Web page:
Blood specimen identification errors continue to threaten patient safety. One study reviewed 4.29 million specimens collected over 24 months and found the frequency of mislabeled specimens, unlabeled specimens, and specimen-requisition mismatches to be 1.0%, 4.6%, and 6.3%, respectively, with mislabeling presenting the greatest danger (1). Yet efforts are underway to influence national and international standards organizations to modify the sequence in which tubes are labeled (2). This modification, which advocates for labeling prior to collection, is ill advised and risks the possibility of raising the frequency of mislabeled tubes, negatively impacting patient care.
Blood specimen collection error prevention authority
The Clinical and Laboratory Standards Institute (CLSI)’s efforts to prevent mislabeling include (3):
- Requiring patients to state their full name and birth date, and to spell their first name and last name;
- Requiring outpatients to show a form of identification when an ID band is not in use, typically a driver’s license or insurance card;
- Labeling specimen tubes in the presence of the patient after the draw;
- Visually comparing tube labels with the ID band or requiring the patient to confirm samples are properly labeled.
Historical precedent for post-collection labeling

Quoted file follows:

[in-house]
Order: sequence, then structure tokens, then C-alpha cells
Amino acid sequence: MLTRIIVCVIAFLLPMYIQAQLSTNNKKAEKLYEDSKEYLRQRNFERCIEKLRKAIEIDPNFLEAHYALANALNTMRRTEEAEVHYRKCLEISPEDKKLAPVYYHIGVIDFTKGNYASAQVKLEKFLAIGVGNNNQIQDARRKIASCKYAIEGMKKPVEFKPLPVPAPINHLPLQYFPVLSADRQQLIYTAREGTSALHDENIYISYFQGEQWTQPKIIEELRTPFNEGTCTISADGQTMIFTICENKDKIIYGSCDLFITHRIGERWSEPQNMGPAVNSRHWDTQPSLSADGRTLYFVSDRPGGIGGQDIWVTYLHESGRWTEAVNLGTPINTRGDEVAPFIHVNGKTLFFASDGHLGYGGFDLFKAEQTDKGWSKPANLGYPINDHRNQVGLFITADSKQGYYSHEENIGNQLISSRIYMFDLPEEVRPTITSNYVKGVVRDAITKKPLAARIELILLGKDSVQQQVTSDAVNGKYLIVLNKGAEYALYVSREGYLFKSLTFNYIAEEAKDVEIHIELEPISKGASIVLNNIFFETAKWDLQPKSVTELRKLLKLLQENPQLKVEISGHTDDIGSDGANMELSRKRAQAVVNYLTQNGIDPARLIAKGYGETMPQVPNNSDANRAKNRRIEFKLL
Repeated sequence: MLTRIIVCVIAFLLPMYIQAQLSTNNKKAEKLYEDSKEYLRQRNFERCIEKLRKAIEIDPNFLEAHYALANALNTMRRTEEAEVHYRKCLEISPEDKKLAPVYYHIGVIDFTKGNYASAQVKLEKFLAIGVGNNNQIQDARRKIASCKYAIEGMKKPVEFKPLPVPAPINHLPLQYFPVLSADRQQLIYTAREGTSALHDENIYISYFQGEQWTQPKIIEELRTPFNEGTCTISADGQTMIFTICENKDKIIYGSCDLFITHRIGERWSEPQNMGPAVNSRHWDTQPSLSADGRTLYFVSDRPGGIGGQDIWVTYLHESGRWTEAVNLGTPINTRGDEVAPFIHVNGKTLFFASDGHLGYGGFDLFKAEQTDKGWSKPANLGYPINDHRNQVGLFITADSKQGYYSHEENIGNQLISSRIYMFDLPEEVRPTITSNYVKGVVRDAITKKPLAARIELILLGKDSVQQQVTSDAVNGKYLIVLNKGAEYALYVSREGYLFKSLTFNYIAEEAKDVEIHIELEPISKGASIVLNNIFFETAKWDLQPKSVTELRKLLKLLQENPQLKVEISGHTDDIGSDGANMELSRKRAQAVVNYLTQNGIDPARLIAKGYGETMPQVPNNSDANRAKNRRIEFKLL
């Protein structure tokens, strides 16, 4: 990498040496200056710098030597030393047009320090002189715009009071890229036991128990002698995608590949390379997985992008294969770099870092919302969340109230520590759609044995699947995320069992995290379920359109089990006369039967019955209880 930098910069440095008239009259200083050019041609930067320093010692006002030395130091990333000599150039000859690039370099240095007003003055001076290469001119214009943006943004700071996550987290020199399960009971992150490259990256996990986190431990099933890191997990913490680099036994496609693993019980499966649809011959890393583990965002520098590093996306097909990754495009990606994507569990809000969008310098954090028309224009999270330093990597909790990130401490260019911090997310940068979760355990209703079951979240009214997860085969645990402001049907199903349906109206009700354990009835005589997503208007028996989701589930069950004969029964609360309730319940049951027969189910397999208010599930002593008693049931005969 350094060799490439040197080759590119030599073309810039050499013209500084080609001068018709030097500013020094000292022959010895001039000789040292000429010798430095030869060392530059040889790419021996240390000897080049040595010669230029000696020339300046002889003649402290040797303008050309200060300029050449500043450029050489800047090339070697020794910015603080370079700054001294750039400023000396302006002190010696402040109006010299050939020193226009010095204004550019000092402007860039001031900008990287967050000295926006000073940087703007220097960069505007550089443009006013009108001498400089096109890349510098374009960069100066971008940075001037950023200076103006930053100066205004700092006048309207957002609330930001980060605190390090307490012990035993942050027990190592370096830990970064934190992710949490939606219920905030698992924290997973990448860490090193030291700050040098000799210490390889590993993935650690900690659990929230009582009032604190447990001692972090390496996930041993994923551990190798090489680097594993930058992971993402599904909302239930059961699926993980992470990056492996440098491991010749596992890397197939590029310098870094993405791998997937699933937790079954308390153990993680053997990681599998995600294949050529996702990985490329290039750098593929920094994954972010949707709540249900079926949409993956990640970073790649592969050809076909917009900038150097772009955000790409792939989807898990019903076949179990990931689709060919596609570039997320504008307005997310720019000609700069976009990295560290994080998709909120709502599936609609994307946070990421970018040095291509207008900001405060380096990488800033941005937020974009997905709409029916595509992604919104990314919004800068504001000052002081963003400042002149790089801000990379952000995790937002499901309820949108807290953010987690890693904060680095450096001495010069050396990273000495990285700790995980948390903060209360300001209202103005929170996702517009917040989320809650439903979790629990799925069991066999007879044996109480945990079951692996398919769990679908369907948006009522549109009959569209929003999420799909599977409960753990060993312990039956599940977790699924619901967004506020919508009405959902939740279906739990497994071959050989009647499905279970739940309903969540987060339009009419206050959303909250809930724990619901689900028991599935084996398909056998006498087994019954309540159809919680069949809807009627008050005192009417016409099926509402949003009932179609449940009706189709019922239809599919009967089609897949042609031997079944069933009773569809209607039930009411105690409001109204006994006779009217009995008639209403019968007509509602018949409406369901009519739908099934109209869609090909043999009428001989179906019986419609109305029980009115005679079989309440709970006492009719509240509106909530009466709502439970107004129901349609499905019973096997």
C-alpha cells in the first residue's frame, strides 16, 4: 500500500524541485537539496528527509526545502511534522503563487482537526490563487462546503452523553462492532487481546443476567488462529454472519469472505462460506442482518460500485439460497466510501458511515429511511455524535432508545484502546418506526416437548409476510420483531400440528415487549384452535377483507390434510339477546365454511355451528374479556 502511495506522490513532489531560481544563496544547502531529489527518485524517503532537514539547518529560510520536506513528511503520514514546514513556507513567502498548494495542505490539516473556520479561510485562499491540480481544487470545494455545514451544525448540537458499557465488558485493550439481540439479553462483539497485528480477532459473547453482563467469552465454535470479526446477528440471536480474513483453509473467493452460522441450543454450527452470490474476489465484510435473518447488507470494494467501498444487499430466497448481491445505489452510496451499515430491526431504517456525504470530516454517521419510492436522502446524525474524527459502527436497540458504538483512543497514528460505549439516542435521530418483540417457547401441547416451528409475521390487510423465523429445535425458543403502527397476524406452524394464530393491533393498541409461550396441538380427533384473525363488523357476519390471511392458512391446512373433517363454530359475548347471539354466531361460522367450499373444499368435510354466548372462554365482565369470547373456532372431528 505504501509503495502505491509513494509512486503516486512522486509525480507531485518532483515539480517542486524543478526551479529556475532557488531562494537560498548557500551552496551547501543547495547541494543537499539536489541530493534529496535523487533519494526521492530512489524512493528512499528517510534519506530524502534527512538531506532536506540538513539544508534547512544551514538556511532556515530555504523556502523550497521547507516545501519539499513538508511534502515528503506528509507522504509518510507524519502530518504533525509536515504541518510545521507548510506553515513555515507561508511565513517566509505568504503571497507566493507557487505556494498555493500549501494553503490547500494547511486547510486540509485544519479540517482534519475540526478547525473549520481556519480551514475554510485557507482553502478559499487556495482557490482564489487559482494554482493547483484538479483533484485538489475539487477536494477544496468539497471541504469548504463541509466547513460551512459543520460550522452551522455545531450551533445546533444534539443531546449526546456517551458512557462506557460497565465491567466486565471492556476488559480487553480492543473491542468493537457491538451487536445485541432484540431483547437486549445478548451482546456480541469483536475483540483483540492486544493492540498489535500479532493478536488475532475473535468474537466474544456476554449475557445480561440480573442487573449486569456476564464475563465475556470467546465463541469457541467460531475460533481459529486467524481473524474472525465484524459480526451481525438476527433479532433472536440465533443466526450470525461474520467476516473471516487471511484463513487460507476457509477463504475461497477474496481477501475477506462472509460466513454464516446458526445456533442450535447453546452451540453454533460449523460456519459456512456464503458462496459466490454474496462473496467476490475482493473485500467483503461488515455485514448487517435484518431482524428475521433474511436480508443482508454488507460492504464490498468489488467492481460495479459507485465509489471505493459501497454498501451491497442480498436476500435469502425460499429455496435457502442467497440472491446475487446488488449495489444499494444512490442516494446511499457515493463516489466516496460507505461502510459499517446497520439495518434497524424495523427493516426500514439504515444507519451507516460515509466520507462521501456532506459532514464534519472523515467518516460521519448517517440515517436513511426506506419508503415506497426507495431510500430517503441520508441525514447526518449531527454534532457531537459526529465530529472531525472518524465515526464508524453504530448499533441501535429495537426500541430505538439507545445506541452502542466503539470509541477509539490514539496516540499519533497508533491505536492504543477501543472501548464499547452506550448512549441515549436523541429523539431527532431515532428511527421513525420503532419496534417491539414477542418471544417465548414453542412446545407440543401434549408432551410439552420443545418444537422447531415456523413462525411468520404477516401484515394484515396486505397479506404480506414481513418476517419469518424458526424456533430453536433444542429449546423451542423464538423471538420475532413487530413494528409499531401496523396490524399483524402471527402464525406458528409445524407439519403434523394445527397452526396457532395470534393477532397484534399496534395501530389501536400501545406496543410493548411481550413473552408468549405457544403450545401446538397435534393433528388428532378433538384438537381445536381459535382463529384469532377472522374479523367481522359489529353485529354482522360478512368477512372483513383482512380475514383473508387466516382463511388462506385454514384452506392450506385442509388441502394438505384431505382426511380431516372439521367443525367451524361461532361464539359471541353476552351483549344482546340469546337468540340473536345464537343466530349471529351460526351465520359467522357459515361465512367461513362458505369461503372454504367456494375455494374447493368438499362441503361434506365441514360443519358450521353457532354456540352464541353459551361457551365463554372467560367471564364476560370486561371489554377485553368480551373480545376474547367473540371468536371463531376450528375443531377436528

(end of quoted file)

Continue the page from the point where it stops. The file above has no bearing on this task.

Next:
For decades, the worldwide-standardized protocol for drawing diagnostic blood specimens has been to label tubes after they are filled, as specified by six consecutive CLSI standards: NCCLS-1991, NCCLS-1998, NCCLS-2003, CLSI-2007, CLSI-2010, and CLSI-2017 (4-8). In 2010, the World Health Organization (WHO) confirmed the international consensus when it published WHO Guidelines on Drawing Blood: Best Practices in Phlebotomy (9). In 2012 the CSA Group (formerly Canadian Standards Association) established a post-collection labeling policy for Canadian facilities (10). Altogether eight committees, each comprised of a unique assemblage of subject matter experts, representing three international standards organizations, concluded that tubes must be labeled after they are filled.
The Fritsma Factor, Your Interactive Hemostasis Resource (https://fritsmafactor.com/post/when-label-tubes-0) surveyed a worldwide sample of convenience December 1–31, 2017 asking, “When is the correct time to label blood specimen tubes?” Of 124 participants, 6 (5%) chose “prior to meeting the patient,” 36 (29%) chose “in the presence of the patient, before collecting the blood,” and 82 (66%) chose “in the presence of the patient, after collecting the blood.” The survey did not distinguish among locations.
Risks inherent in pre-collection labeling